University of Ghana http://ugspace.ug.edu.gh 51 Zedillo, E., Messerlin, P. & Nielson, H., op. cit. 52 Ibid. 53 Ibid. 54 Ibid. 55 Townsend, I., (2006). The WTO Doha Development Round: where next for world trade? A Research Paper 06/43 for House of Commons. pp.12-14. 56 Some observed that the $180 billion U.S. farm bill and the EU's refusal to reform its outmoded Common Agricultural Policy (CAP), led by a Franco-German collusion, made a "mockery of the idea that the Doha round was to be a development round. Cho, S. (2010). The Demise of Development in the Doha Round Negotiations. Texas International Law Journal, Vol. 31. Cicago: Kent College of Law. 57 It contained the basic principles and framework for establishing the modalities in future negotiations. The revised plan for the Doha Round was to achieve some concrete approximation of the members' substantial differences on critical issues--such as the size of the reduction of farm subsidies and tariffs--by July 2005, and then to deliver a deal on the modalities in the upcoming Hong Kong Ministerial Conference in December 2005., ibid. 58 Ibid. 59 Bayoumi, T., (2011). The WTO Doha Trade Round--Unlocking the Negotiations and Beyond. IMF., pp. 3-5. 60 Ibid. 41
University of Ghana http://ugspace.ug.edu.gh CHAPTER THREE THE ROLE OF THE WTO IN PROMOTING GLOBAL PARTNERSHIP FOR DEVELOPMENT (MDG 8) IN AFRICA 3.0 Introduction Economic growth and development in developing countries can be fostered by international trade. The WTO in relation to this has therefore set for itself specific roles towards the realization of the MDG 8. They include; ensuring the participation of developing countries in the MTS, the conclusion of the DDA to address various imbalances inhibiting trade, the Aid for trade initiative and efforts to increase access to affordable medicines in developing countries. This chapter begins by examining the extent to which the WTO has helped in achieving the various targets of the MDG 8. The successes as well as the flaws of the Multilateral Trading System (MTS) in relation to the MDG 8 in Africa is also covered in this chapter. It concludes with the various factors that have inhibited the WTO from realising the MDG 8. 3.1 Trade and development (the participation of DCs in the Multilateral Trading System) Trade is considered as one of the elements through which the MDG 8 and the other MDGs which are development oriented could be achieved. Jobs are created through trade; states are able to realize revenues through trade while incomes are also generated through trade. Irwin reiterates the importance of trade to development of countries by stating that "no closed or isolated economy has performed better than those integrated into the world economy."1 States, therefore, make use of the comparative advantage they have to specialize and increase production which results in higher revenues. There is also movement of technology to enhance 42
University of Ghana http://ugspace.ug.edu.gh efficiency and increase productivity. Foreign Exchange is also generated to foster the importation of capital goods to enhance productivity. With this, domestic producers are able to produce on a large scale and also gain access to markets of advanced countries. Like other DCs and LDCs, African countries are more concerned about developmental issues within the WTO which includes the application of Special and Differential Treatment (SDT), a full implementation of duty-free and quota-free (DFQF) market access as well as the implementation of Preferential market access.2 To African states, such market access preferences would reflect in the amount of incomes and revenues they would generate. This would help improve rural livelihood as well as ensuring infrastructural development. These developmental issues are mostly concerned with agricultural products as well cotton and textiles. This is because African countries are predominantly agro-based states. 3.1.1 Market Access In ensuring a full participation of DCs and LDCs in international trade and for them to make gains from it, there is the need to encourage full implementation of all preferential market access as well as eliminating all forms of trade distorting barriers. One of the trade preferences which need a CRITICAL ANALYSIS is the SDT. The SDT is simply a set of privileges applied to and enjoyed by DCs and LDCs in international trade.3 This treatment does not apply to industrialized or developed countries and they allow DCs and LDCs favourable access to markets of developed countries and also grant them flexibilities in in some WTO measures. The SDT Agreement therefore implies that, the WTO recognizes the differences in 43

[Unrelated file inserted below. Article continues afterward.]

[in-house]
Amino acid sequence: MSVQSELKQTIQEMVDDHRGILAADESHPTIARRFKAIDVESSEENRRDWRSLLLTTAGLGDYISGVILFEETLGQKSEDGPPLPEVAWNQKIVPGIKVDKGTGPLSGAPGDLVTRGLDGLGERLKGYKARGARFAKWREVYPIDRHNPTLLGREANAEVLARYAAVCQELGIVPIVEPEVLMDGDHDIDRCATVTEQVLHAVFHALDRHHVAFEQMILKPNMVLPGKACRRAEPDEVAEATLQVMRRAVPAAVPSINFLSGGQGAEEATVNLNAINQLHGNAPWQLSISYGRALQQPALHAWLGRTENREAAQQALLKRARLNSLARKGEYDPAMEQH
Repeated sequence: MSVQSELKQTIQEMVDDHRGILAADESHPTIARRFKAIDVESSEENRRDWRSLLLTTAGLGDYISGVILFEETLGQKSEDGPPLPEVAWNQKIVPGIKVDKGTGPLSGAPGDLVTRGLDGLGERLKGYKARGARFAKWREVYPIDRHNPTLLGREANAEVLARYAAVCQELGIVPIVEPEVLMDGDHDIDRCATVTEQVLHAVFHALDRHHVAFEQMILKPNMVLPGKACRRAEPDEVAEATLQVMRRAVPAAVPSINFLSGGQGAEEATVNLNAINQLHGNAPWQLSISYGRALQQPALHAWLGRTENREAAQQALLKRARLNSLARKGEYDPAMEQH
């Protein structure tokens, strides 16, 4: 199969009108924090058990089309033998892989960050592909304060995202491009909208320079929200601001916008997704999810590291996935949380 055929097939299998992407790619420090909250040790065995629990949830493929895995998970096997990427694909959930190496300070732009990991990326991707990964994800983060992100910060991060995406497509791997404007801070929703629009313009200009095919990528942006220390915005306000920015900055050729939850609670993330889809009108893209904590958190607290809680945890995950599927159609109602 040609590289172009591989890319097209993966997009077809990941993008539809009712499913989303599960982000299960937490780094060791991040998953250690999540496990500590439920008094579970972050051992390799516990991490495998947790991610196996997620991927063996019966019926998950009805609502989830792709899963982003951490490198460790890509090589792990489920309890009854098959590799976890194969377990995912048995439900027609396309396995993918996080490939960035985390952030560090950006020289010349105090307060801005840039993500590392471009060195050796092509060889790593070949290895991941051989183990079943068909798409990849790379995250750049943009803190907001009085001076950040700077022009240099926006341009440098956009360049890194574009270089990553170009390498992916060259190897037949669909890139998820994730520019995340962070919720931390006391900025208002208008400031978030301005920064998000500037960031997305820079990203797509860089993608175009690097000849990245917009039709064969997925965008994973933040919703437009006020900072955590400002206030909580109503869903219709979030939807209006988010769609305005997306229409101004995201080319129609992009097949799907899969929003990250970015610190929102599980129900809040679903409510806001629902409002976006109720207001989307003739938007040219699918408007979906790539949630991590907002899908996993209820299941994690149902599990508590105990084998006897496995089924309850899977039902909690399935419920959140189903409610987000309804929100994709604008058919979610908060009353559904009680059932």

University of Ghana http://ugspace.ug.edu.gh development levels among its members. It also reiterates the need to help DCs meet development challenges through trade; thus an agreement to meet MDG 8. At the 2005 Hong Kong Ministerial Conference, advanced countries within the WTO agreed to grant DFQF market access to goods from DCs and LDCs including African countries. Before the Uruguay Round, the provisions of the SDT provided a legal basis for the Generalized System of Preferences (GSP), which is a component of the SDT. The GSP gives LDCs in Africa a different identity from other DCs in Africa and also advanced countries. In other words, preferential treatment of LDCs under the GSP is different from other DCs. However, the enhanced access to markets provided by these developed countries did not reap enough benefits. This is because the preferences were also governed by strict rules of origin and because SDT was not a multilateral agreement, granting countries easily graduated some LDCs to DCs per their own discretion.4 SDT in Post-Uruguay Round has also failed to consider the different levels of development in member countries within the WTO. This is because while some of the provisions in the new agreement specify the extent and scope of a particular treatment, others give transitional periods for both advanced and DCs to fully meet obligations.5 These are applied to reciprocity, tariff binding, as well as the use of export restrictions. In addition, some of the provisions of the SDT do not oblige developed countries to grant technical assistance to DCs especially producers in African countries in order to help them fulfil their commitments and also develop their capacities. 44